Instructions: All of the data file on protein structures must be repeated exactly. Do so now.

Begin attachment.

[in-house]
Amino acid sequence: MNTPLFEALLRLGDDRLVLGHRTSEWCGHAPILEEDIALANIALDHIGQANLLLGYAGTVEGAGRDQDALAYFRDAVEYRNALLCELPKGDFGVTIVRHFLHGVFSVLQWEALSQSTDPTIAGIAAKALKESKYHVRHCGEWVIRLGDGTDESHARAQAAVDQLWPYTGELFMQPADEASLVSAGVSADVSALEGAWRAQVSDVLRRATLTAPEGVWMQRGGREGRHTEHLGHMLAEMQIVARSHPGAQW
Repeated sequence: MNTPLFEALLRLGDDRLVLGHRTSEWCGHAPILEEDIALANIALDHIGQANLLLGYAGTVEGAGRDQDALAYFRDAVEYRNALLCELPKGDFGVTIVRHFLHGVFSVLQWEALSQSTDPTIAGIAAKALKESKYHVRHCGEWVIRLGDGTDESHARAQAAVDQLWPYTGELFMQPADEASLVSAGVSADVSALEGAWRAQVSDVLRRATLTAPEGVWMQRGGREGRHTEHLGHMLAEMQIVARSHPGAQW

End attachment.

[in-house]
Amino acid sequence: MNTPLFEALLRLGDDRLVLGHRTSEWCGHAPILEEDIALANIALDHIGQANLLLGYAGTVEGAGRDQDALAYFRDAVEYRNALLCELPKGDFGVTIVRHFLHGVFSVLQWEALSQSTDPTIAGIAAKALKESKYHVRHCGEWVIRLGDGTDESHARAQAAVDQLWPYTGELFMQPADEASLVSAGVSADVSALEGAWRAQVSDVLRRATLTAPEGVWMQRGGREGRHTEHLGHMLAEMQIVARSHPGAQW
Repeated sequence: MNTPLFEALLRLGDDRLVLGHRTSEWCGHAPILEEDIALANIALDHIGQANLLLGYAGTVEGAGRDQDALAYFRDAVEYRNALLCELPKGDFGVTIVRHFLHGVFSVLQWEALSQSTDPTIAGIAAKALKESKYHVRHCGEWVIRLGDGTDESHARAQAAVDQLWPYTGELFMQPADEASLVSAGVSADVSALEGAWRAQVSDVLRRATLTAPEGVWMQRGGREGRHTEHLGHMLAEMQIVARSHPGAQW